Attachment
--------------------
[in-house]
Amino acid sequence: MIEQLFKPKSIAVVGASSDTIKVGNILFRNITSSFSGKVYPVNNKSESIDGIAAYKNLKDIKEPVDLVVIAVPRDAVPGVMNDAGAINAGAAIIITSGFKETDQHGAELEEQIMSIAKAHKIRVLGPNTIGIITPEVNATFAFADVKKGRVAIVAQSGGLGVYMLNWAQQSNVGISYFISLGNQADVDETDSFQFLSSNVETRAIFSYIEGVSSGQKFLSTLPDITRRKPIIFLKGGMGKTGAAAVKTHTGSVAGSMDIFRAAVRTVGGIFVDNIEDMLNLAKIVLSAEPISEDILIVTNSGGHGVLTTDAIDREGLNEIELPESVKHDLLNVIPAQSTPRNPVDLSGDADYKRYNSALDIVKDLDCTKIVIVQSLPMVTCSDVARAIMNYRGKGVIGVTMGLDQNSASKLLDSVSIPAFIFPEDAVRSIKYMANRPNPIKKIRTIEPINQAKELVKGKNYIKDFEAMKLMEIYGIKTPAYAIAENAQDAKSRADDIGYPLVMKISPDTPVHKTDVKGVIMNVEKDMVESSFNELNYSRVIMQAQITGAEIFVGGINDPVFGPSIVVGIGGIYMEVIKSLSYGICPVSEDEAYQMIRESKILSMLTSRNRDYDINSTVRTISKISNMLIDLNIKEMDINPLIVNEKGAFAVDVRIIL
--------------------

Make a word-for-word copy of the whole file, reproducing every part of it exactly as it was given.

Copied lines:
[in-house]
Amino acid sequence: MIEQLFKPKSIAVVGASSDTIKVGNILFRNITSSFSGKVYPVNNKSESIDGIAAYKNLKDIKEPVDLVVIAVPRDAVPGVMNDAGAINAGAAIIITSGFKETDQHGAELEEQIMSIAKAHKIRVLGPNTIGIITPEVNATFAFADVKKGRVAIVAQSGGLGVYMLNWAQQSNVGISYFISLGNQADVDETDSFQFLSSNVETRAIFSYIEGVSSGQKFLSTLPDITRRKPIIFLKGGMGKTGAAAVKTHTGSVAGSMDIFRAAVRTVGGIFVDNIEDMLNLAKIVLSAEPISEDILIVTNSGGHGVLTTDAIDREGLNEIELPESVKHDLLNVIPAQSTPRNPVDLSGDADYKRYNSALDIVKDLDCTKIVIVQSLPMVTCSDVARAIMNYRGKGVIGVTMGLDQNSASKLLDSVSIPAFIFPEDAVRSIKYMANRPNPIKKIRTIEPINQAKELVKGKNYIKDFEAMKLMEIYGIKTPAYAIAENAQDAKSRADDIGYPLVMKISPDTPVHKTDVKGVIMNVEKDMVESSFNELNYSRVIMQAQITGAEIFVGGINDPVFGPSIVVGIGGIYMEVIKSLSYGICPVSEDEAYQMIRESKILSMLTSRNRDYDINSTVRTISKISNMLIDLNIKEMDINPLIVNEKGAFAVDVRIIL